It’s finally here. The Tesla Model 3, one of the most highly anticipated car launches of this year, has officially entered production. On Sunday, the first production model rolled out to the front of the company’s factory in Fremont, California. CEO Elon Musk announced the arrival of SN1 — serial number one — on his Twitter page. Among those outside the factory to catch a glimpse was YouTuber “TehBestGamer505,” who recorded a video of the first model in action.
The Tesla Model 3 is a critical launch for the company. Its $35,000 starting price makes it by far the cheapest car Tesla has ever produced — far cheaper than the Tesla Model S, which starts at $68,000. Despite the low price, the car packs a number of the features you’d expect from a modern Tesla car: a high battery range, an in-car entertainment system, and a suite of Autopilot sensors that will one day enable fully autonomous driving through a software update. It’s cheap, but under the hood this is a car from the future.
Watch the world’s first Tesla Model 3 in action below.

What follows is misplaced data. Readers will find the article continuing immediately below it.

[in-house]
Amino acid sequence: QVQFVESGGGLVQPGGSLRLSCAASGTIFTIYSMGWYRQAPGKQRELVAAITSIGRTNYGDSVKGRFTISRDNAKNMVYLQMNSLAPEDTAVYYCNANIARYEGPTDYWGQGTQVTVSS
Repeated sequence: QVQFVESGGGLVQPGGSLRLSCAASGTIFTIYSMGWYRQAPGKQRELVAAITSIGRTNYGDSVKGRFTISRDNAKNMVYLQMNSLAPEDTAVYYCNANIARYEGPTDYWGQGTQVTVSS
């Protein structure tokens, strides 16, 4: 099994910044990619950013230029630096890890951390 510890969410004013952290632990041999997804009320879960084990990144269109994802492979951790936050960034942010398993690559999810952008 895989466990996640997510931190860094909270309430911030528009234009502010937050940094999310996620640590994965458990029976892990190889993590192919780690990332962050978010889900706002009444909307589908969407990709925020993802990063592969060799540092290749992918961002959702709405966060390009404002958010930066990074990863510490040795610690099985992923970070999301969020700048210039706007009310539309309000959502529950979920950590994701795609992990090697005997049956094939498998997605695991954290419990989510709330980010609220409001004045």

Possibly the most striking thing about the video, uploaded hours after Musk announced the car’s arrival, is that the Tesla Model 3 doesn’t look like a high-tech gadget. In the past, electric cars have struggled with an image problem that made them look awkward on the road. The Model 3, by comparison, is a sleek, sharp-looking car, enough to grab the attention of passersby without standing out as a weird-looking vehicle of the future.
It’s this seamless combination of future-facing yet contemporary design that places the Model 3 in exactly the right position for Tesla to draw in newcomers. The door handles, for example, look like the handles of any modern car until you move in closer and realize they lay flat against the sides of the car, a design cue taken from the Model S and Model X.
Similarly, the shape of the body makes the Model 3 seem like a sleek city vehicle, but under the surface the shape plays a vital role in bringing a battery range of 215 miles to a car that has a battery smaller than 60 kWh. The car has been designed to aim for a drag coefficient of 0.21, which is lower than many competitors, meaning it slices through the air with ease and ensures the car can move further on the same amount of electrical energy.
Tesla estimates that new orders will start shipping mid-2018, meaning the company faces an extraordinary backlog. Nonetheless, with plans to reach an output of 10,000 Model 3 vehicles per week at some point in 2018, the company is making the necessary steps to ensure everyone that wants to own a Model 3 will have the chance.